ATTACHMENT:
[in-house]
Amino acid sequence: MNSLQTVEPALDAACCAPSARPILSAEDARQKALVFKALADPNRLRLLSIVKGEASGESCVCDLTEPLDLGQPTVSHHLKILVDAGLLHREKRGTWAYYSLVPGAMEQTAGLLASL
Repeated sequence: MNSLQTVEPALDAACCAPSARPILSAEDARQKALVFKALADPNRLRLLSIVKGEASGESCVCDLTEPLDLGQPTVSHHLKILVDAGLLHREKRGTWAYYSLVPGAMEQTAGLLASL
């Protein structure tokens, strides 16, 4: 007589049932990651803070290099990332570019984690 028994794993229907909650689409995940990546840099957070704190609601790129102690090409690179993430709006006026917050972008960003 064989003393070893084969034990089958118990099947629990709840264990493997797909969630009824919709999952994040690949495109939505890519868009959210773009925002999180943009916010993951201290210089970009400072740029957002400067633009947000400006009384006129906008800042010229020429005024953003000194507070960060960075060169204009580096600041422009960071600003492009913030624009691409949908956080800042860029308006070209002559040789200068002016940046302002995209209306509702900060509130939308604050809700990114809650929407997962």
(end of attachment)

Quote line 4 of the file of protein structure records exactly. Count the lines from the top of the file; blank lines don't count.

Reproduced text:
């Protein structure tokens, strides 16, 4: 007589049932990651803070290099990332570019984690 028994794993229907909650689409995940990546840099957070704190609601790129102690090409690179993430709006006026917050972008960003 064989003393070893084969034990089958118990099947629990709840264990493997797909969630009824919709999952994040690949495109939505890519868009959210773009925002999180943009916010993951201290210089970009400072740029957002400067633009947000400006009384006129906008800042010229020429005024953003000194507070960060960075060169204009580096600041422009960071600003492009913030624009691409949908956080800042860029308006070209002559040789200068002016940046302002995209209306509702900060509130939308604050809700990114809650929407997962």